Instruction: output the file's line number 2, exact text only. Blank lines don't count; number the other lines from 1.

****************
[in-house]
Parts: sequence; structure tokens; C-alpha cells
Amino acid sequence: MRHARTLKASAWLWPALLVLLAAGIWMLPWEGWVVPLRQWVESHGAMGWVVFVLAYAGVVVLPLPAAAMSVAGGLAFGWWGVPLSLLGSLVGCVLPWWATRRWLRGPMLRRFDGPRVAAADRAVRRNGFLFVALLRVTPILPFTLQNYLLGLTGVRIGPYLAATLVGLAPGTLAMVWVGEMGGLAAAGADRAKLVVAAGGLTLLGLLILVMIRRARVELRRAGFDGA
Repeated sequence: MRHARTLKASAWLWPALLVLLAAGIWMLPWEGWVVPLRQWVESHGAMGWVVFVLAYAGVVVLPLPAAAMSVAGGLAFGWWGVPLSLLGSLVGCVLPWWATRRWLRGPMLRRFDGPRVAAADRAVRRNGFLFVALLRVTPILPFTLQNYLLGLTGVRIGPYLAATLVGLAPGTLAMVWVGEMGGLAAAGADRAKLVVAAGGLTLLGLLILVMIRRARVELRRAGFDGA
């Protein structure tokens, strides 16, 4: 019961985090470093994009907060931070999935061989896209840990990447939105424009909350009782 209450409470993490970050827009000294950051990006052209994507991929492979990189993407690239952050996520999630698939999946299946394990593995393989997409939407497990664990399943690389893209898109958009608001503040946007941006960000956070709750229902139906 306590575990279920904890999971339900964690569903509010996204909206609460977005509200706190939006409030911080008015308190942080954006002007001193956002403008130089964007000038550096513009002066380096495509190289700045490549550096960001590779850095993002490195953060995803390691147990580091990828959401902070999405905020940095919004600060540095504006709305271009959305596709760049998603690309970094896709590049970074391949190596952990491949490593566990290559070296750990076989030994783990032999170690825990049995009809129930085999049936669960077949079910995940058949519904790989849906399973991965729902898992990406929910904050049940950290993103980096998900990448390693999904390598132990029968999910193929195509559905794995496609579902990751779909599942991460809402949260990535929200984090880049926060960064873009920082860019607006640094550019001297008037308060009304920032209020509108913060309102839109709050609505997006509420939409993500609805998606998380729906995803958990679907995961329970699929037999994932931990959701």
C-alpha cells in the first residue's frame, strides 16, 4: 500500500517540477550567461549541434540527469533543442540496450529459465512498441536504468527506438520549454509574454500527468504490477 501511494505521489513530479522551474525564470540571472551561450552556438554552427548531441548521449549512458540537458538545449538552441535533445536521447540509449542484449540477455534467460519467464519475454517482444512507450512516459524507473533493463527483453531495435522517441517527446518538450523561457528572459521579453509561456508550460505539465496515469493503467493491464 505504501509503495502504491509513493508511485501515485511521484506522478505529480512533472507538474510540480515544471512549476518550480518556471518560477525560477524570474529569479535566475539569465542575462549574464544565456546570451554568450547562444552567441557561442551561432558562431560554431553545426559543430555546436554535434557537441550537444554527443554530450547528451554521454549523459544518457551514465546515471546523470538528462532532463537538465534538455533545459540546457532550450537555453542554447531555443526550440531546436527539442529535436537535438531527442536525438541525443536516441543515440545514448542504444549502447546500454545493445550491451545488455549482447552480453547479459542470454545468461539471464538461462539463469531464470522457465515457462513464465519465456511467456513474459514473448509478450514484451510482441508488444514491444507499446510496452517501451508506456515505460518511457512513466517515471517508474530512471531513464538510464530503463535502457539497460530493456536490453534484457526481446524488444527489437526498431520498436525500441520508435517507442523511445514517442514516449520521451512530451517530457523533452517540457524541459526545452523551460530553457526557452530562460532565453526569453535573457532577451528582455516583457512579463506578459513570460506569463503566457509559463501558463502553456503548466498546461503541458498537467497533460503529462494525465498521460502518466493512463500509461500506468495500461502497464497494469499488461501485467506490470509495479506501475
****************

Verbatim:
Parts: sequence; structure tokens; C-alpha cells